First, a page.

NEW YORK (TheStreet) -- Dish Networks (DISH - Get Report) spiked after reports the satellite TV provider is in talks to acquire T-Mobile U.S. (TMUS - Get Report), a move that could push the company into the wireless business in a meaningful way. Wireless carrier Sprint (S - Get Report) tanked as investors feared it may be left on the sidelines of the telecom and media merger mania. Ericsson (ERIC - Get Report) jumped after an analyst upgrade.
Dish Networks soared 4.9% to close at $74.25.
The satellite TV and entertainment company is reportedly in talks to buy T-Mobile U.S, which has undergone a round of unsuccessful buyout talks with other suitors. Sprint, for example, dropped its plans to acquire T-Mobile after regulators weighed in with concerns about a shrinking market of major U.S. carriers. Iliad SA also halted its T-Mobile acquisition plans in October, according to a Reuters report.
The Dish and T-Mobile buyout talks, which Bloomberg noted in a report, are slow moving and had resumed in September but largely have failed to move much further since then.
The CEO of Dish Network has been negotiating with Deutsche Telekom AG, T-Mobile's controlling shareholder. Dish's interest in the telecom carrier apparently is centered on giving Dish an entry point into mobile video that could potentially compete with pay-TV, according to Bloomberg.
Also, a Dish and T-Mobile deal would transform T-Mobile into the No. 2 carrier in terms of the treasure trove of spectrum licenses, or airwaves, that T-Mobile would gain as a result of a merger, according to Reuters. That would put it past behemoths AT&T (T - Get Report) and Verizon Communications (VZ - Get Report) and behind Sprint, according to Reuters.
Sprint tanked 6.3% to finish the day at $4.45.
Investors may have been spooked that Sprint will be left on the sidelines of the telecom and media merger mania, according to a 24/7 Wall Street report. For example, Verizon recently announced plans to acquire AOL (AOL), AT&T is close to hooking up with DirecTV (DTV) and now Dish is looking at snapping up T-Mobile.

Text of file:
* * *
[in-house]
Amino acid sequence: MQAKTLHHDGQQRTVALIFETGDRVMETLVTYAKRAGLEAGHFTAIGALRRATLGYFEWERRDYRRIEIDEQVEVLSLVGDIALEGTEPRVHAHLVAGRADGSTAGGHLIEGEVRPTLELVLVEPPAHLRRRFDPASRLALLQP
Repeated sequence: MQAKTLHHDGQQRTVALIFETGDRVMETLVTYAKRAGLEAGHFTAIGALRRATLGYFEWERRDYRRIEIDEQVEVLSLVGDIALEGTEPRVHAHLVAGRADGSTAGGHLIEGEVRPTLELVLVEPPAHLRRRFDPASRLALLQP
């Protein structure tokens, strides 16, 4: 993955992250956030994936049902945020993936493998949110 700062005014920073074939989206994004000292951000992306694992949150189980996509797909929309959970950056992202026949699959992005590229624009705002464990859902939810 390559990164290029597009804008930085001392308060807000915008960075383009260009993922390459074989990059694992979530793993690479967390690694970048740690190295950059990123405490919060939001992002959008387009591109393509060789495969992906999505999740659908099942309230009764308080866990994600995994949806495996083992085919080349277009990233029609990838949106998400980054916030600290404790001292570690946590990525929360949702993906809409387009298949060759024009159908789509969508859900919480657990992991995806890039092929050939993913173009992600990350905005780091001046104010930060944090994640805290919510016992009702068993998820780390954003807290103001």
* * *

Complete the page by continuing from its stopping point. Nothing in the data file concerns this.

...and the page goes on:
Sprint's market cap is roughly $18 billion and it is carrying $32.5 billion in long-term debt, as well as another $18 billion in deferred long-term charges and other liabilities, according to 24/7 Wall Street. The report noted that if a prospective buyer does not make the acquisition via a stock deal, it would likely result in acquiring more debt.
That may make such an acquisition of Sprint potentially less attractive.
Ericsson jumped 2.4% to close at $11.61.
The communications technology and services company got a lift after J.P. Morgan upgraded the company to neutral from overweight, according to a report in Briefing.com.
That upgrade followed Ericsson's forecast Wednesday that it expected 6.1 billion smartphone subscriptions by late 2020 -- more than double the 2.6 billion in 2014, according to a Reuters report.
As a a result, mobile data traffic is expected to soar ninefold, according to Reuters. That stands to benefit Ericsson, the largest telecom network equipment maker in the world.